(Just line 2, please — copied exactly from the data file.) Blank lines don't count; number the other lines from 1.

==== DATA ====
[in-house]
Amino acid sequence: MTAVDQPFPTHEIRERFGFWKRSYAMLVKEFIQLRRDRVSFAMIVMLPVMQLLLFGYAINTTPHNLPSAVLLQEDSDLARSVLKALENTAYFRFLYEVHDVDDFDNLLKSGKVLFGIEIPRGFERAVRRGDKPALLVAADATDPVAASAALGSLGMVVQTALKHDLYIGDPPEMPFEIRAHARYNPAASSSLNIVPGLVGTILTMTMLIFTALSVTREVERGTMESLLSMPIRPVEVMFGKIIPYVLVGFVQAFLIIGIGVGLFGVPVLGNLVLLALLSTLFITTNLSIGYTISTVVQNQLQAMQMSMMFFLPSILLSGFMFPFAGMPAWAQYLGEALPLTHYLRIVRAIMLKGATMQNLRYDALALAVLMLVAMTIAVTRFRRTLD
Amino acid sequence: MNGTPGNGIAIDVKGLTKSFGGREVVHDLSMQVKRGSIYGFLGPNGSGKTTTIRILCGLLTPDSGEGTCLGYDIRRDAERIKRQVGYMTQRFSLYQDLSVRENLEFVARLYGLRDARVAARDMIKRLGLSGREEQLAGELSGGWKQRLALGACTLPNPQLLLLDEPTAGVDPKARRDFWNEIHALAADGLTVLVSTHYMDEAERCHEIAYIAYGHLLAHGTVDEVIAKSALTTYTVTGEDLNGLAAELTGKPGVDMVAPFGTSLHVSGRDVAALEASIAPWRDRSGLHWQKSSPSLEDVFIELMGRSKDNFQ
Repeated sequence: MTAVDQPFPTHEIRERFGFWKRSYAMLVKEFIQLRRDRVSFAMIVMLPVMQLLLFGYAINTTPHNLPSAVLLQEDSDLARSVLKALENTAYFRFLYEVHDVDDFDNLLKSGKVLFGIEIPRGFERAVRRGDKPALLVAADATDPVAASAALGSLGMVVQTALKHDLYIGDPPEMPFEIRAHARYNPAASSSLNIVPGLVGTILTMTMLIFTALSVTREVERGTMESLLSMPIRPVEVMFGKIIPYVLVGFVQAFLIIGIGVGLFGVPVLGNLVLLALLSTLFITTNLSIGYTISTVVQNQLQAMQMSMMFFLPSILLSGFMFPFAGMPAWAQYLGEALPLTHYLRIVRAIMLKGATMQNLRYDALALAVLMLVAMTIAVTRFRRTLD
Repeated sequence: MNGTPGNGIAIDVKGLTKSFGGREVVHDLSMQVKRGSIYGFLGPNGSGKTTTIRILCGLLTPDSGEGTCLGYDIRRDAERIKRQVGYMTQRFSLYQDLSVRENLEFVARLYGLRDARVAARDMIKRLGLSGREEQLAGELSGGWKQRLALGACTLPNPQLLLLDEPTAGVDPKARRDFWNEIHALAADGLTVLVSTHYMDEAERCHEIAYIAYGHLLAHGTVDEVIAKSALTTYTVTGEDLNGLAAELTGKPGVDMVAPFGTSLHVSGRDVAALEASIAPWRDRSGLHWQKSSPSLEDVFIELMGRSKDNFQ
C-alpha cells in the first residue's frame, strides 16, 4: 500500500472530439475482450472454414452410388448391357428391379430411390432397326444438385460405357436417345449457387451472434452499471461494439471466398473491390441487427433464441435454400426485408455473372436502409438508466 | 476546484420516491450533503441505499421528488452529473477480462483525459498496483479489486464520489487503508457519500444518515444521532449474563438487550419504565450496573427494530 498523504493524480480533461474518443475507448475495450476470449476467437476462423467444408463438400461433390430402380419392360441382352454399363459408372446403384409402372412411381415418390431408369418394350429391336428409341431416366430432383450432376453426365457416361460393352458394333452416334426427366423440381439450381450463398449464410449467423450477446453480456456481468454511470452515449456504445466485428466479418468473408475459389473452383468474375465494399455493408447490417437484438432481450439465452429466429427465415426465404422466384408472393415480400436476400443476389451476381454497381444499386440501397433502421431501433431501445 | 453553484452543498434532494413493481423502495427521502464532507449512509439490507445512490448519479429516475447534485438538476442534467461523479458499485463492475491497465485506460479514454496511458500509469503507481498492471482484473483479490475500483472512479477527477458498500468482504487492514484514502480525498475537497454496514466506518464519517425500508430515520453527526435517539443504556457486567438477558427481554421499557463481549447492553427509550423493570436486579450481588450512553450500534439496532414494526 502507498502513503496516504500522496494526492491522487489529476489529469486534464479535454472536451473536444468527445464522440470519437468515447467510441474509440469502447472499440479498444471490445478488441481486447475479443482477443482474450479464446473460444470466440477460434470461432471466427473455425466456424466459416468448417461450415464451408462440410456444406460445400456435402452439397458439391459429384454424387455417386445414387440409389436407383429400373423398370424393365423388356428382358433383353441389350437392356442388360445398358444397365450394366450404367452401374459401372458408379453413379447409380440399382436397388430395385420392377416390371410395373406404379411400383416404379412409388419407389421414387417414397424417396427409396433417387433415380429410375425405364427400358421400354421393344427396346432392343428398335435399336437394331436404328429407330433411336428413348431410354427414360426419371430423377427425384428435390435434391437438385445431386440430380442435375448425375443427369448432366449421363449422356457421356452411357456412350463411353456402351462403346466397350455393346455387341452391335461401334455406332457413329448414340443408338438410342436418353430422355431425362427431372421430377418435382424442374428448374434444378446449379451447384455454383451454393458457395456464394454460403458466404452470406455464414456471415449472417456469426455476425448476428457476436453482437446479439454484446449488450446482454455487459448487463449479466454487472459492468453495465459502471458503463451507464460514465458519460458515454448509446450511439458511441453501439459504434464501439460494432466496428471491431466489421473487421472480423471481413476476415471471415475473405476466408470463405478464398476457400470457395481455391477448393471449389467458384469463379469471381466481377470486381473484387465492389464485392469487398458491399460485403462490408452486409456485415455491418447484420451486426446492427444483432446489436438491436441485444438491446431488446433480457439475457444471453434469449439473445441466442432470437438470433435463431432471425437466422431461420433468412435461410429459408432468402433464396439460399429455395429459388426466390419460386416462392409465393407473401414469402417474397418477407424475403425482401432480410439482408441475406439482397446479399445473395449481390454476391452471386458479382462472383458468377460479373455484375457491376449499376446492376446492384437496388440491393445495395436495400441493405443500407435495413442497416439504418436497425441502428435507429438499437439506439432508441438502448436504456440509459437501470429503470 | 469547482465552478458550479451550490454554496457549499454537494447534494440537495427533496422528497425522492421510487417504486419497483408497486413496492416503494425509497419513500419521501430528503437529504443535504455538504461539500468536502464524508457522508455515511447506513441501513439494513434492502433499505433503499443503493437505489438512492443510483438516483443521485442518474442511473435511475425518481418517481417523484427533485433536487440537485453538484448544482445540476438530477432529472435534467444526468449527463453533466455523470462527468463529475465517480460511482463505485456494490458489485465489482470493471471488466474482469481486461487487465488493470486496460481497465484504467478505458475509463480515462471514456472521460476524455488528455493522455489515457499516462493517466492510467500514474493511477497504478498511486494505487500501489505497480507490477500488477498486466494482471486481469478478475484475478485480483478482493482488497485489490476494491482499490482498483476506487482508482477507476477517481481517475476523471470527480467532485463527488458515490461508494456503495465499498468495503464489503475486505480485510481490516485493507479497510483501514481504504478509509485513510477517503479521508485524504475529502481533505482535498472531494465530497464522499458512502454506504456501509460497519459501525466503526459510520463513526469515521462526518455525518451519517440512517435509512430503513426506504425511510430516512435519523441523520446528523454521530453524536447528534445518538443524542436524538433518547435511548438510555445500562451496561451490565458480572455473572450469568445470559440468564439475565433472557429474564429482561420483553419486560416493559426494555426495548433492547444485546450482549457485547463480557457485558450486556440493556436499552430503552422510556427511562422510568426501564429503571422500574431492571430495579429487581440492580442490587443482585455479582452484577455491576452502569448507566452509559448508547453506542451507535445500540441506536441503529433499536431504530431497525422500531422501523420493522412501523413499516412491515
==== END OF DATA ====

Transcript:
Amino acid sequence: MTAVDQPFPTHEIRERFGFWKRSYAMLVKEFIQLRRDRVSFAMIVMLPVMQLLLFGYAINTTPHNLPSAVLLQEDSDLARSVLKALENTAYFRFLYEVHDVDDFDNLLKSGKVLFGIEIPRGFERAVRRGDKPALLVAADATDPVAASAALGSLGMVVQTALKHDLYIGDPPEMPFEIRAHARYNPAASSSLNIVPGLVGTILTMTMLIFTALSVTREVERGTMESLLSMPIRPVEVMFGKIIPYVLVGFVQAFLIIGIGVGLFGVPVLGNLVLLALLSTLFITTNLSIGYTISTVVQNQLQAMQMSMMFFLPSILLSGFMFPFAGMPAWAQYLGEALPLTHYLRIVRAIMLKGATMQNLRYDALALAVLMLVAMTIAVTRFRRTLD